Haflinger

Breed Profile: The Haflinger

Last Updated on March 4, 2022 by Allison Price

We take a closer look…

The beautiful Haflinger is a beloved breed known for their friendly nature, chestnut coats, versatility and durability.

The breed was born in the foothills the Alps in 19th century. It has brought joy to equestrians all over the world for 150 years. Let’s learn more…

Histories

Modern Haflinger’s story is simple. Each member of the breed can trace his pedigree back to the 1870s as well as the original Folie, a golden stallion.

The famed horse was born in 1874 at the South Tyrol state stud farm in Hafling. Since then, we have enjoyed their chestnut coat, short stature, light mane, and tail.

In the years that followed, the breed has seen some changes. This light mountain pony evolved into a draft-type breed because of their use in World Wars II, even with very young horses.

Haflinger

After World War II, a closed studbook was established. They have been established all over the globe in the years that followed. Today, all Haflingers trace their lineage through one or more of the seven stallion lines to Folie.

Many believe that their origins can be traced back to the sixth-century, when Eastern Goth troops might have abandoned their Arabian horses and Barb horses in the Tyrolean Valleys of Austria and Northern Italy as they fled from the Byzantine Empire.

Some others link the Haflinger with a stallion from the Kingdom of Burgundy that was presented to Louis IV’s son to celebrate his nuptials with the Princess of Tyrol, 1342.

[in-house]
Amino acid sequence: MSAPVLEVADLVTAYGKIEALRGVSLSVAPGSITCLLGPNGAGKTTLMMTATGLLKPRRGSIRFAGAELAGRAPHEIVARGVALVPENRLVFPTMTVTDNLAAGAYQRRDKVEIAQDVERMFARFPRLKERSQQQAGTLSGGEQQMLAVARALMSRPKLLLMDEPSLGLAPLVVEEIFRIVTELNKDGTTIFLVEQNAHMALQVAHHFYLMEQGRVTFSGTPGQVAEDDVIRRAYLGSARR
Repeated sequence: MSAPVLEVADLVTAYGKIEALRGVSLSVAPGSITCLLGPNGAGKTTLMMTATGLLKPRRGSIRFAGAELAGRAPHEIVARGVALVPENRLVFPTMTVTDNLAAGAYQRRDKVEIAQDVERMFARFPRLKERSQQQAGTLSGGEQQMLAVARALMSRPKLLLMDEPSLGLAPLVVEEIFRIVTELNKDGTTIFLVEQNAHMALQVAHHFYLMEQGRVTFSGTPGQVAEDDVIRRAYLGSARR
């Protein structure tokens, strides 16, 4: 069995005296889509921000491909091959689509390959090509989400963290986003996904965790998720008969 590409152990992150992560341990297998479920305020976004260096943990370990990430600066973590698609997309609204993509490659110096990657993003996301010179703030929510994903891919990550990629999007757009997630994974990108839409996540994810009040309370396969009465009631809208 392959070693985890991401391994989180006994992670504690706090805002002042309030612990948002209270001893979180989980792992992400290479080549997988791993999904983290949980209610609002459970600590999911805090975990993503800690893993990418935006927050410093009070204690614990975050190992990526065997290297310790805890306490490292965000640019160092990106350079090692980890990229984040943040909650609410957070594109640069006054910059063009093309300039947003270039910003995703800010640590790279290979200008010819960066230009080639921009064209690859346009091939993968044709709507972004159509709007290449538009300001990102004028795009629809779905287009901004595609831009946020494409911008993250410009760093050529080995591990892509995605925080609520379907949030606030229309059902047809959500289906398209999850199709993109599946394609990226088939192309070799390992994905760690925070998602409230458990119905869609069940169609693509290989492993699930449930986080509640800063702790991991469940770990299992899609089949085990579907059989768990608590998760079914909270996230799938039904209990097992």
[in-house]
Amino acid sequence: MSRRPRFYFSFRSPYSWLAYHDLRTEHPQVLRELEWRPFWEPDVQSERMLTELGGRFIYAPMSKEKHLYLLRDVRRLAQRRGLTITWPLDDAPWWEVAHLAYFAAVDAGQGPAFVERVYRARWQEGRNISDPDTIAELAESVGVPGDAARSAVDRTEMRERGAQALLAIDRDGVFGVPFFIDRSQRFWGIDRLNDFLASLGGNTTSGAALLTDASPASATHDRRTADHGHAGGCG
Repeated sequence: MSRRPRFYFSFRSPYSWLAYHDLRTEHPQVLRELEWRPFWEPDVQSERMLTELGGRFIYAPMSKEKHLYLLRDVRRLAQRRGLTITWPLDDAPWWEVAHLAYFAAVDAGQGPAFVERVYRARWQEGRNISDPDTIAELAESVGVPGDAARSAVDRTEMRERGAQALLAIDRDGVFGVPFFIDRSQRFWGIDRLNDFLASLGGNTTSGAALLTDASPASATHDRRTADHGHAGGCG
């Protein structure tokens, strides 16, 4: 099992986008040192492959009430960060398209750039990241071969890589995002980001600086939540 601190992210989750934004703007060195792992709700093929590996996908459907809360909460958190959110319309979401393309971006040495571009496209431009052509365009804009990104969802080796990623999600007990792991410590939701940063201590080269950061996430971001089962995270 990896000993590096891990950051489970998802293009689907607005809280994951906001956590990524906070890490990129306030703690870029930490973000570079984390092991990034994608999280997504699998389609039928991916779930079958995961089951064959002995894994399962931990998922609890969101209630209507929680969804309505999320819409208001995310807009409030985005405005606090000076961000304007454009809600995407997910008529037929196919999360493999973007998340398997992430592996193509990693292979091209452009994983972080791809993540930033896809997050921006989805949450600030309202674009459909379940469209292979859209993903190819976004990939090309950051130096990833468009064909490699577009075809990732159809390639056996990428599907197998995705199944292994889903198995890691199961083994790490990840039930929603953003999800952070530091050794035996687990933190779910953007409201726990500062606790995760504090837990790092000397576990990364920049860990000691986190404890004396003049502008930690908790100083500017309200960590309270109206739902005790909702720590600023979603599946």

Another possibility is that they may be descended from the Etsch Valley’s diminutive mountain ponies in the Middle Ages.

Conformation

Haflingers are always chestnut and can be found in a variety of colors, from a rich liver or golden hue to a light yellow. The tail and mane are either white or flaxen.

The breed’s ideal height is between 13.2 to 15.0 hands. It has a refined head, light poll, and a refined head.

Their large, forward-facing eyes are well-lit and their nostrils have good flexion at each poll. The neck is medium in length, shorter towards the head, and not too bulky.

Although haflingers can have very small white markings on their faces, white leg markings are acceptable and common in breeders. They are characterized by a deep chest and strong backs of medium length. The hindquarters are slightly sloping and have good muscle, but are not divided.

They have clearly defined joints, strong knee joints and hocks. Legs should be straight and well proportioned. Hooves must also be small and hard.They are
A highly appreciated
intelligent
Breed

Temperament

Haflingers make great family horses and are easy to handle. This breed is known for its gentle and kind nature. The breed is calm and does not become overly excited or spook easily. The Haflinger is a horse that can be ridden by riders of all levels and ages due to its calm nature.

They are curious and friendly and they are intelligent, which has both its pros and cons. It is intelligent and can learn new skills quickly. However, it may sometimes outwit its owner.

Sometimes they can be stubborn and wilful. According to Haflingers judges temperament is as important as conformation. Breeding horses with difficult temperaments are discouraged just like those with conformation problems.

Ownership

There are two types of Haflingers. One is shorter and heavier and used for draft work. The other is taller and lighter and used for pleasure riding and light driving.

This breed is strong and healthy and can live and work longer than most others. Their horses mature slowly and are often not started before they turn four years of age in Austria. You can still find haflingers working into their 40s and 30s!

Haflingers can be susceptible to Equine Degenerative Myeloencephalopathy (GDM), which can cause ataxia or even death.

Haflingers, while healthy horses, require less food than heavier breeds to keep them happy.

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